Although covering a relatively small spatial area, the Minotaur appears to be a dominant and massive structure when one stands at the single formal entrance outwith the 2m high external walls. The most immediate thing that struck me was the materiality of the structure, made of shattered rock and glass fragments, yet cleanly geometrical with sharp angles and corners, and straight, flat and even walls. The majority of the walls of the maze are constructed from fragments of local grey-blue basalt contained within a steel mesh (a sort of superstructural cage I suppose) allowing straight wall faces, corners and angles to co-exist with random lumps of rock that form the core of the wall. Towards the centre of the maze, a spectacular square space is defined by green recycled glass (sourced from, I assume local, ‘industrial glass kilns’). Again, these shards of glass were contained within a steel mesh. The glass walls marked an inaccessible room within the maze, frustratingly always just out of reach, around another corner, or glimpsed through impossibly narrows gaps in the basalt walls no-one could ever pass through (not even Gavin who visited with me!).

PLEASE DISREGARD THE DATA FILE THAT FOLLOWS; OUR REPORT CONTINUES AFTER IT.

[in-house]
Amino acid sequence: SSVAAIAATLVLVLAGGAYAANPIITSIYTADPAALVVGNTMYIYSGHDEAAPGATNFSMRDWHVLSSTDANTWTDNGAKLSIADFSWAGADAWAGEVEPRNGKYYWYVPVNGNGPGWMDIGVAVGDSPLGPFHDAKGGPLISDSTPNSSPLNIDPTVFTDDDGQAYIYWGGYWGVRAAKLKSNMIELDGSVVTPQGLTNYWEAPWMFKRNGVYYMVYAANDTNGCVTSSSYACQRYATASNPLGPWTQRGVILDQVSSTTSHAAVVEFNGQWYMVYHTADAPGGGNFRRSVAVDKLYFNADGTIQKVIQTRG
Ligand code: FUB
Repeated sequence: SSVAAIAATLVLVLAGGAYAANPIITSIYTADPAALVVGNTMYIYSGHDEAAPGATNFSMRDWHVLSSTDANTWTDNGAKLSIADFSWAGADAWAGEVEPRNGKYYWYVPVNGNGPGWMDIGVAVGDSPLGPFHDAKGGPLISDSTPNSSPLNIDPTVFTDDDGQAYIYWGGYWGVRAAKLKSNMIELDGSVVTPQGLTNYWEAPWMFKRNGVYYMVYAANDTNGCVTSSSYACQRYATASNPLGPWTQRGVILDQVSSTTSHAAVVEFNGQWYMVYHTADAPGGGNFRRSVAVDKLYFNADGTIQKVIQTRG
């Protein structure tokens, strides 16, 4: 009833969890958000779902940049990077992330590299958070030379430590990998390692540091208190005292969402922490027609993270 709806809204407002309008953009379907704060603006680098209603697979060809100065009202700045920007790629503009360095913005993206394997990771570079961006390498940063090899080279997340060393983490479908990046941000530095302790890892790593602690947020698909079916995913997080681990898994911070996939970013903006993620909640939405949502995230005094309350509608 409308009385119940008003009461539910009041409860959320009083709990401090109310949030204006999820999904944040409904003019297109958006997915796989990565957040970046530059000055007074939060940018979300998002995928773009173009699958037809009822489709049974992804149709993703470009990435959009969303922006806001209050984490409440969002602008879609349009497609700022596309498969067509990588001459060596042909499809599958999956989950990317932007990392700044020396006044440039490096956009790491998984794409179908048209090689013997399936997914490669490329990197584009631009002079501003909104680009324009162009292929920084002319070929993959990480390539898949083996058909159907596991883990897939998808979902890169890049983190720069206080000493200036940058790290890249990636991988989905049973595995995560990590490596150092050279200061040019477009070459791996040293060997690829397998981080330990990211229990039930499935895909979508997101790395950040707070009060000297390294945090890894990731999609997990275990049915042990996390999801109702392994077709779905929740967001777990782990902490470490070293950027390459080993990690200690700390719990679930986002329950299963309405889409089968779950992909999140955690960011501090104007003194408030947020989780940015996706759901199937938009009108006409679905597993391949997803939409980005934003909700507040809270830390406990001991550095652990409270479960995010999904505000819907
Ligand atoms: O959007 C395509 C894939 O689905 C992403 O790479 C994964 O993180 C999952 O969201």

The aspirations of the Minotaur are worth reading. The “maze deliberately uses a rugged walling system comprised of ‘gabions’ to suggest a certain dark purpose and strength, and a room of glittering glass to offer a delicate goal that visitors must find. The structure plays with the notion of a traditional building, deconstructing it so that usual features such as walls, doors, windows and stairs still exist, but not necessarily where you might expect to find them.” This aspirational description hints are an artwork that is interactive and infuriating, fun and frustrating, and reminds me that Gavin and I were unable to reach the delicate goal on our visit.